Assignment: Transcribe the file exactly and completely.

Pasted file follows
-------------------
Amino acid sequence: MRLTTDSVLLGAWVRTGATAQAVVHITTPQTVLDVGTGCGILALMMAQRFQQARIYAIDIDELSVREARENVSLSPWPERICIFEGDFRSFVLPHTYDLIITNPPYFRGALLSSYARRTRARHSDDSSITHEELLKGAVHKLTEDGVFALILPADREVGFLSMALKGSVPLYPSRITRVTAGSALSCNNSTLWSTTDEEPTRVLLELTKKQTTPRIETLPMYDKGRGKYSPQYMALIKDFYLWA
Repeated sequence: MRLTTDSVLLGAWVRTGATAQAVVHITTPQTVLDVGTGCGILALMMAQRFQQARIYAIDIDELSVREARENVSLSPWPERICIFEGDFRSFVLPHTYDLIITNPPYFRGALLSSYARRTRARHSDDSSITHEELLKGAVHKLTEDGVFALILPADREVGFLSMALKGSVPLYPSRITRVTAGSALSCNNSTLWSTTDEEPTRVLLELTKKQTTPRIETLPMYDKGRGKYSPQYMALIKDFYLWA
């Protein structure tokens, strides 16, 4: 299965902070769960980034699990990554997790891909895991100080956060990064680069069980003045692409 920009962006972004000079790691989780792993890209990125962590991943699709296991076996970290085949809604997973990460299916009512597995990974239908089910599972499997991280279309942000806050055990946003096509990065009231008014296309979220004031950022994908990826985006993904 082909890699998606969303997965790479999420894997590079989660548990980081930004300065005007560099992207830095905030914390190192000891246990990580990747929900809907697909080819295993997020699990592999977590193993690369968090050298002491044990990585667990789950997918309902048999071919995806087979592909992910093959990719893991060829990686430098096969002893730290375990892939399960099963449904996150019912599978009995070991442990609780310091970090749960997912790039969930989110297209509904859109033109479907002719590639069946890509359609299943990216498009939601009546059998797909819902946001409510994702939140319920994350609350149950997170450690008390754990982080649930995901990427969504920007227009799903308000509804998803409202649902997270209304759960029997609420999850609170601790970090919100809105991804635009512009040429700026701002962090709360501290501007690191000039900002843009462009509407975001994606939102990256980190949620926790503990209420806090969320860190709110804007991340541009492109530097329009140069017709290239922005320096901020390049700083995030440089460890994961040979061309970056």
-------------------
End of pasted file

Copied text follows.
Amino acid sequence: MRLTTDSVLLGAWVRTGATAQAVVHITTPQTVLDVGTGCGILALMMAQRFQQARIYAIDIDELSVREARENVSLSPWPERICIFEGDFRSFVLPHTYDLIITNPPYFRGALLSSYARRTRARHSDDSSITHEELLKGAVHKLTEDGVFALILPADREVGFLSMALKGSVPLYPSRITRVTAGSALSCNNSTLWSTTDEEPTRVLLELTKKQTTPRIETLPMYDKGRGKYSPQYMALIKDFYLWA
Repeated sequence: MRLTTDSVLLGAWVRTGATAQAVVHITTPQTVLDVGTGCGILALMMAQRFQQARIYAIDIDELSVREARENVSLSPWPERICIFEGDFRSFVLPHTYDLIITNPPYFRGALLSSYARRTRARHSDDSSITHEELLKGAVHKLTEDGVFALILPADREVGFLSMALKGSVPLYPSRITRVTAGSALSCNNSTLWSTTDEEPTRVLLELTKKQTTPRIETLPMYDKGRGKYSPQYMALIKDFYLWA
């Protein structure tokens, strides 16, 4: 299965902070769960980034699990990554997790891909895991100080956060990064680069069980003045692409 920009962006972004000079790691989780792993890209990125962590991943699709296991076996970290085949809604997973990460299916009512597995990974239908089910599972499997991280279309942000806050055990946003096509990065009231008014296309979220004031950022994908990826985006993904 082909890699998606969303997965790479999420894997590079989660548990980081930004300065005007560099992207830095905030914390190192000891246990990580990747929900809907697909080819295993997020699990592999977590193993690369968090050298002491044990990585667990789950997918309902048999071919995806087979592909992910093959990719893991060829990686430098096969002893730290375990892939399960099963449904996150019912599978009995070991442990609780310091970090749960997912790039969930989110297209509904859109033109479907002719590639069946890509359609299943990216498009939601009546059998797909819902946001409510994702939140319920994350609350149950997170450690008390754990982080649930995901990427969504920007227009799903308000509804998803409202649902997270209304759960029997609420999850609170601790970090919100809105991804635009512009040429700026701002962090709360501290501007690191000039900002843009462009509407975001994606939102990256980190949620926790503990209420806090969320860190709110804007991340541009492109530097329009140069017709290239922005320096901020390049700083995030440089460890994961040979061309970056």